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Avatar universal

HIV Symptoms

Hi DRs,

I have a rather general question regarding the HIV symptoms. As I read, it normally takes 2-4 weeks until the body produces antibodies which often results in flu-like symptoms (ARS). These symptoms may last for up to 2 weeks, right?

Is it also right that it then takes many years without any symptoms until the Virus wins the fight over the antibodies and is able to cause serious illness?

I am asking because I didn't have any flu-like symptoms shortly after exposure. Well, I felt some fatigue. But this might have been due to stress and the extreme cold outside.

What I experienced almost 3 months after exposure were quite strong joint pains and also a more or less sudden hearing loss. I have read that both can be related to HIV. So I worry! What I am not sure about: When would these symptoms normally appear? Very early, during this ARS? Or very late, shortly before the transition to AIDS? Or - and that's actually my question - can they always appear? I supposed that once the antibodies are produced, the HIV gets kinda passive, at least in attacking the body and causing symptoms.

BTW: My (high) risk was unprotected anal sex with a woman of unknown HIV status. I did a test after 6.5 weeks which came back negative.

Thank you for taking your time and answering my question.
3 Responses
300980 tn?1194933000
MEDICAL PROFESSIONAL
You have a good understanding of the timing of the ARS and the subsequent time course of HIV infection.  However, you have seemed to missed our repeated statements that the symptoms of the ARS are TOTALLY non-specific and when people experience "ARS symptoms" they are much more likely to have something else, usually some other, more typical virus infection.  When this has been studied in the US, less than 1% of persons seeking medical care for "ARS symptoms" are found to have HIV, the remainder having symptoms due to other processes.  In addition, it is also important to realize that many person who acquire HIV do not experience the ARS.  For a person to try to judge their HIV risk based on "ARS symptoms" is a waste of time.  Thus, based on these facts, I would counsel you to not be concerned about your joint pains or hearing loss as potentially related to HIV.  Rather, I would urge you to work on this with a health care provider to address what is really causing your problems.  (also, while joint pains can be part of the ARS, hearing loss is neither a common manifestation of either early or late HIV.)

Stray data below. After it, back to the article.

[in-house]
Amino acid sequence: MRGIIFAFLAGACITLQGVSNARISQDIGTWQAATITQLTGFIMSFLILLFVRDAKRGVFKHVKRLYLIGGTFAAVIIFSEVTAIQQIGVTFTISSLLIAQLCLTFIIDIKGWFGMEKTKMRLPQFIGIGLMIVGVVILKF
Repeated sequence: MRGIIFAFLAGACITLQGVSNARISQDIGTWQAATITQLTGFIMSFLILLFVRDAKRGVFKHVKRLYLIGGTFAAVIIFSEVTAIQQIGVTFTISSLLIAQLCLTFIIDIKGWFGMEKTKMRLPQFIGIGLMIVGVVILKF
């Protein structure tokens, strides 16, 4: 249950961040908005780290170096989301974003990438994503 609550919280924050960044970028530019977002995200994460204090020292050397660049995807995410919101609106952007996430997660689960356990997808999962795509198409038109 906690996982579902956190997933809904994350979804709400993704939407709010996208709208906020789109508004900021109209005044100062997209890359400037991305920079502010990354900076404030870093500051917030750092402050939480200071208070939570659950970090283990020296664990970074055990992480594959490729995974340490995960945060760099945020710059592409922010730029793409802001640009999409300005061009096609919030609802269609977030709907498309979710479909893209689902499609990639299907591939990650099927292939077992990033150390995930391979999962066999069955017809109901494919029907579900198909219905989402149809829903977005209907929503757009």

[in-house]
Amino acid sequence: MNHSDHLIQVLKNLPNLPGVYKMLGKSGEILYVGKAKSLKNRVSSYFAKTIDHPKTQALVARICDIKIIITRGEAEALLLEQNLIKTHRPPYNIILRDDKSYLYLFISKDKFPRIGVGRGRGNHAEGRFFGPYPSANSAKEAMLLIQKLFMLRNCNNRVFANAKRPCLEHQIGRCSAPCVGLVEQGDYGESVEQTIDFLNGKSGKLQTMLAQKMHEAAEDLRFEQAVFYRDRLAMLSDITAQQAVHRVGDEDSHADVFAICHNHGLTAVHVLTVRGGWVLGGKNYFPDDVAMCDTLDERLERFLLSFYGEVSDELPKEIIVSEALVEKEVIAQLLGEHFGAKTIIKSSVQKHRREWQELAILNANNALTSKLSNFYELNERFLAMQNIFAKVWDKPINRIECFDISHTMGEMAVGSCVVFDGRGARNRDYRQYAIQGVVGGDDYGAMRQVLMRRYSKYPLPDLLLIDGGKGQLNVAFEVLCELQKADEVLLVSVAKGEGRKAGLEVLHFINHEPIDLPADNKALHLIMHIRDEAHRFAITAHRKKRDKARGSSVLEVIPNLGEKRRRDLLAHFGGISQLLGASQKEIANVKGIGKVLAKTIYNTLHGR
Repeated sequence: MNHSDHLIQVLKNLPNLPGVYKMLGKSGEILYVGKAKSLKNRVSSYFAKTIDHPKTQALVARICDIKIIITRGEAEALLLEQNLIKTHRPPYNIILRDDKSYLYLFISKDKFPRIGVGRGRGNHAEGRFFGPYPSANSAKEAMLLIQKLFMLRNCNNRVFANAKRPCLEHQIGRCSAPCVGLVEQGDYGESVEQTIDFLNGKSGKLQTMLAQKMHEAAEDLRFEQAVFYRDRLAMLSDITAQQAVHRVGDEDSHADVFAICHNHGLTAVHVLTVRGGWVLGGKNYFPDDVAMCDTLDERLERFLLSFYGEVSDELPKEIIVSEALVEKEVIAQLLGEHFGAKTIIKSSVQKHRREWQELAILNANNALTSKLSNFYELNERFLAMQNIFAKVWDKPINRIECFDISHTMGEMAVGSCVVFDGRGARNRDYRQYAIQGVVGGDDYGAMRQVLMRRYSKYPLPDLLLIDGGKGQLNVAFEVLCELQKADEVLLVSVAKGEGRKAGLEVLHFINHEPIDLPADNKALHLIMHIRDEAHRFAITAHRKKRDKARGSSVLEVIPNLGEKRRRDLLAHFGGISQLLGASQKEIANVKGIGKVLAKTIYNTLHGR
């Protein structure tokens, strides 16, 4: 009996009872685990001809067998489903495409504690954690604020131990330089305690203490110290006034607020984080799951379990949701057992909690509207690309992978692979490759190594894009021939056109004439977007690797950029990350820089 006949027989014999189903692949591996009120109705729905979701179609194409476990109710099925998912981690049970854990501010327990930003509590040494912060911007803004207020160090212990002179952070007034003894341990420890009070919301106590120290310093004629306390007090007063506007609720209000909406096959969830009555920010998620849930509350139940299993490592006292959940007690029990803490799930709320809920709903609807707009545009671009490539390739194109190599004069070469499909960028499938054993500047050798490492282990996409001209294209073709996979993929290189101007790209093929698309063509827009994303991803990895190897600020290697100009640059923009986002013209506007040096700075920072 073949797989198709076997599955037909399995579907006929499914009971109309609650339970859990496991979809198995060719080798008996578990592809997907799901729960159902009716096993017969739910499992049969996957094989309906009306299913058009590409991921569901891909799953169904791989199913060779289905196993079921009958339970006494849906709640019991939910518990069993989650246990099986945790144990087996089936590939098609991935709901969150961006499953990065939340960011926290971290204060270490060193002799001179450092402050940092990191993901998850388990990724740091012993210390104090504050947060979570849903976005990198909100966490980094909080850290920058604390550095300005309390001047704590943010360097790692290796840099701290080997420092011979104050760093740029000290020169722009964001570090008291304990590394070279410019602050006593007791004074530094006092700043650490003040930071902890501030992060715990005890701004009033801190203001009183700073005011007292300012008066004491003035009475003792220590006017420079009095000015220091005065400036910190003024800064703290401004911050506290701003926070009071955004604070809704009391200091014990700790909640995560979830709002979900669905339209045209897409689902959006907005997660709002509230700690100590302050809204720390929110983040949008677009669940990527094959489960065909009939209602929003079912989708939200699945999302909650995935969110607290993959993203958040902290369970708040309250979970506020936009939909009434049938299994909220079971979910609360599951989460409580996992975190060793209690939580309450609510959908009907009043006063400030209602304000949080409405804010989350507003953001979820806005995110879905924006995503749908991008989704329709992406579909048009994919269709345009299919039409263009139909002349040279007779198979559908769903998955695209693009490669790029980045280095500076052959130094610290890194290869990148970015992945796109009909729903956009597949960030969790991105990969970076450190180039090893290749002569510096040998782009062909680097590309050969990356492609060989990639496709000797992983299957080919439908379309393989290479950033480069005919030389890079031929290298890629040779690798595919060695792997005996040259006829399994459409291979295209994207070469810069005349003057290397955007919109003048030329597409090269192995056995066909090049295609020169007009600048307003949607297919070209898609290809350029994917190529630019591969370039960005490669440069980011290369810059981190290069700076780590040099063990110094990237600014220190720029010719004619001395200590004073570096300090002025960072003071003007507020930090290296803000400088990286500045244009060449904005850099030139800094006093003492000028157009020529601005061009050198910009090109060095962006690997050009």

Furthermore, while rectal sex is "high risk", this is only the case when your partner has HIV.   You have not indicated anything to suggest that you know your partner had HIV or was likely to be infected.  In fact, HIV is rare in the general population.  Finally, the fact that you had a negative HIV antibody test more than 6 weeks following your exposure at a time when over 95% of persons who are going to develop HIV antibodies would have, add further strength to my assessment that it is very unlikely that you have HIV and that you should work with a doctor to sort out your symptoms.

Hope this helps.  EWH
Avatar universal
Thank you very much, DR Hook! It indeed helps, but may I add one last question just to make sure if I understood correctly:

So can I say that symptoms of early infection are automatically related to ARS which would make them appear most likely after 2-4 weeks? Or is it possible that there are also "independent" symptoms caused not by production of antibodies, but directly by the virus (and not related to ARS) as late as 3 months after exposure?

Sorry for asking again, but I'd like to know if I can rule out a connection between the appearance of symptoms and the virus after (e.g. 3 months) and before (e.g. 10 years) a certain time.

Thanks again!!
300980 tn?1194933000
MEDICAL PROFESSIONAL
You are rpeatedly asking the same question using somewhat different words.  You can read my responses above.  You have little if anythng to worry about from the exposure you describe.  This post is over.  EWH
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